French president Emmanuel Macron has been humiliated by voters, weeks after being re-elected by an unenthusiastic electorate.
The hyper-president with ambitions to lead Europe looks like he will not even be able to lead France. His legislative project, headlined by pension reform and raising the retirement age, appears doomed. France looks more ungovernable than ever. There’s a possibility that parliament might be dissolved within a year and new elections held. It is a ‘nightmare scenario’ for the president, admitted Le Monde this morning.
The result of the election is much worse for Macron than almost anyone anticipated. For the first time in the fifth republic the president has failed to win a parliamentary majority. He lost crucial parliamentary allies including Richard Ferrand, the president of the National Assembly, Christophe Castaner, his former interior minister who presided over the brutal repression of the gilets jaunes, Amélie de Montchalin, the environment minister, Justine Bénin, a secretary of state for the sea and Brigitte Bourguignon, minister of health and social solidarity.
Macron’s prime minister Élisabeth Borne, a technocrat parachuted into what was thought to be a safe seat, and who has the political charisma of a carrot, barely won against an unknown candidate of the Mélenchonist Nouvelle Union Populaire Écologique et Sociale.
The only visible majority in the new assembly will be Eurosceptics of the left and right, which makes Macron’s ambition for a European renaissance led by him seem fanciful. The electorate massively repudiated his warning that his opponents were ‘dangerous extremists.’ Macron's is now a ‘still-born’ presidency, declared Alexis Brézet, the editorial director of Le Figaro.
Marine Le Pen’s Rassemblement National increased its representation from nine seats to 89. The Mélenchon coalition of ultra-leftists, communists, greens and socialists will end up with around 131 seats, up from 17 in 2017.
Macron, who warned voters in almost hysterical terms against electing extremists of the left and right, needed 289 seats for his Ensemble alliance to preserve his majority. He’s won 245, losing 154 of his deputies elected in 2017.
The centrist Les Républicains, won 64, with 46 seats for a variety of minor parties. Only 46 per cent voted, the lowest turnout since 1958; 54 per cent abstained. Even the BFMTV channel, a steadfast supporter of Macron, called the result a catastrophe.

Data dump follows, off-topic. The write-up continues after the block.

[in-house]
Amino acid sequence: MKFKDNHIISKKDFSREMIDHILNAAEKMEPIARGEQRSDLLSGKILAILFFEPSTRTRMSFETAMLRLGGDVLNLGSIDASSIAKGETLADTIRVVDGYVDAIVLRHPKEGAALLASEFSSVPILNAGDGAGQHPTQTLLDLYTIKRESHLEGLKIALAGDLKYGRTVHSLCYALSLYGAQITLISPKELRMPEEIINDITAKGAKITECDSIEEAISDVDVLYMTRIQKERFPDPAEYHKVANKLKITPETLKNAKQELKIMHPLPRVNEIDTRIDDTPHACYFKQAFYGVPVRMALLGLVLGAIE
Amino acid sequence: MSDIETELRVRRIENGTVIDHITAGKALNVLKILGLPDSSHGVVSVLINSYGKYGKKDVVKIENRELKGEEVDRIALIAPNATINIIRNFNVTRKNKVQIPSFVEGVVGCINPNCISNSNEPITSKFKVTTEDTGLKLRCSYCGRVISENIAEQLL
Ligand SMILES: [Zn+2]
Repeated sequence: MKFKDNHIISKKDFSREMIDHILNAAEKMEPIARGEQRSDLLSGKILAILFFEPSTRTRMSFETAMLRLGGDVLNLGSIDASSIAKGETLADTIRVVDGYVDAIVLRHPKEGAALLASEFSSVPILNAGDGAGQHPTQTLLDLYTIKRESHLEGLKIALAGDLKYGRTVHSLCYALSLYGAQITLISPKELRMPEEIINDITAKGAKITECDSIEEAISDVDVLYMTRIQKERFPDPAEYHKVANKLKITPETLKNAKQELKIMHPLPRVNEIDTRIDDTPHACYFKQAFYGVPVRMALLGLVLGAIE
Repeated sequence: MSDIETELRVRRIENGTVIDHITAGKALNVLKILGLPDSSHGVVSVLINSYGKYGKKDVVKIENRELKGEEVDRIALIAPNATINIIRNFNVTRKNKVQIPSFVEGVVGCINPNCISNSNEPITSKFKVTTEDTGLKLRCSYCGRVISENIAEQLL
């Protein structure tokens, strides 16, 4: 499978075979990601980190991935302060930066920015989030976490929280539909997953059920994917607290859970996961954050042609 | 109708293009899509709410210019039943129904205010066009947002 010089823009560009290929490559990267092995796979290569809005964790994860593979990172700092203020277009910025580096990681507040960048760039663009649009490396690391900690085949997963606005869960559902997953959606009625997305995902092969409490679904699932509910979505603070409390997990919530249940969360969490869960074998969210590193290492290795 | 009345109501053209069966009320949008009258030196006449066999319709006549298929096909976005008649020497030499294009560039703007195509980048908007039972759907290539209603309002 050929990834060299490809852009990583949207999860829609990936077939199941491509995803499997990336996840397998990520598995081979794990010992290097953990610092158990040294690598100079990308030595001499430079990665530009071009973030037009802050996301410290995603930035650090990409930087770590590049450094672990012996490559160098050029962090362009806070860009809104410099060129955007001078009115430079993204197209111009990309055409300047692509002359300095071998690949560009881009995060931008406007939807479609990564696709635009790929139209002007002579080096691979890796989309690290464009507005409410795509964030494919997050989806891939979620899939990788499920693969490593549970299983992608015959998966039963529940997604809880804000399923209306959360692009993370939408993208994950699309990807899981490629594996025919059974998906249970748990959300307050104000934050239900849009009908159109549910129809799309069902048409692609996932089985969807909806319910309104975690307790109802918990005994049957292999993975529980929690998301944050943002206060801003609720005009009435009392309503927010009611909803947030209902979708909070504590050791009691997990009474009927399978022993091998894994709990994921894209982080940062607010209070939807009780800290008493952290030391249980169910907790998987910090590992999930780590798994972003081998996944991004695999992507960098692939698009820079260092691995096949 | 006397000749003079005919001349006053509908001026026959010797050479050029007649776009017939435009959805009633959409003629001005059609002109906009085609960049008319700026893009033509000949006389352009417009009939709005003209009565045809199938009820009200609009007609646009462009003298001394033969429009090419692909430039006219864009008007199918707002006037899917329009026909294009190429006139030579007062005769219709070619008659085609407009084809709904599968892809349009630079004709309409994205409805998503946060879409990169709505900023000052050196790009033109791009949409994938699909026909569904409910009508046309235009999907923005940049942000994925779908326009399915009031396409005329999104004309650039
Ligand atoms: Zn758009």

'The situation is unprecedented, in a configuration never seen under the Fifth Republic,' said prime minister Borne last night. Macron is thus far silent.
General de Gaulle built the Fifth Republic to castrate parliament and put an end to the chaos of the fourth republic. So we’re back to some sort of simulacrum of the fourth. A stable coalition (cohabitation) seems impossible and the price demanded will be high.
Macron must now hope to create ad hoc parliamentary coalitions to pass any reforms, but he has few allies and will pay a high price. The Républicains have ruled out a cohabitation with Macron which could give him a majority, although doubtless he could prise away a few.
'He is determined to act, strong and serene, with the will to move forward for the country,' one of his allies said last night after a meeting at the Élysée with Élisabeth Borne, Édouard Philippe, François Bayrou, Stanislas Guerini and Clément Beaune.
French voters are consolidating into irreconcilable groups producing a systematic political instability: Macron is not only incapable of uniting the country, he bears heavy responsibility for dividing it. The extent of the delusion in the president’s camp was starkly illustrated last night when Macron’s spokesperson Olivia Grégoire said: 'It’s a disappointing first place, but it’s a first place nonetheless.’
Macron won the presidency in April because a majority of voters thought Le Pen would be even worse. But he commands little to no affection. Now he is doomed to preside over escalating chaos as France faces a cost of living and debt crisis, a budget deficit untamed by Europe’s highest taxes, an energy crisis, crises in the schools and hospitals, and a law and order crisis, all amid the most serious European military conflict since 1945.
What next? Allow me to speculate. Jean-Luc Mélenchon’s leftist coalition will inevitably fracture. Various opportunistic Républicains may ally with Macron, but will demand a stiff price. Élisabeth Borne is likely to be an even shorter-lived prime minister than her only female predecessor, Edith Cresson (who called British men homosexuals and the Japanese ants), who lasted less than a year. And Macron will strut the world stage, pretending nothing has happened.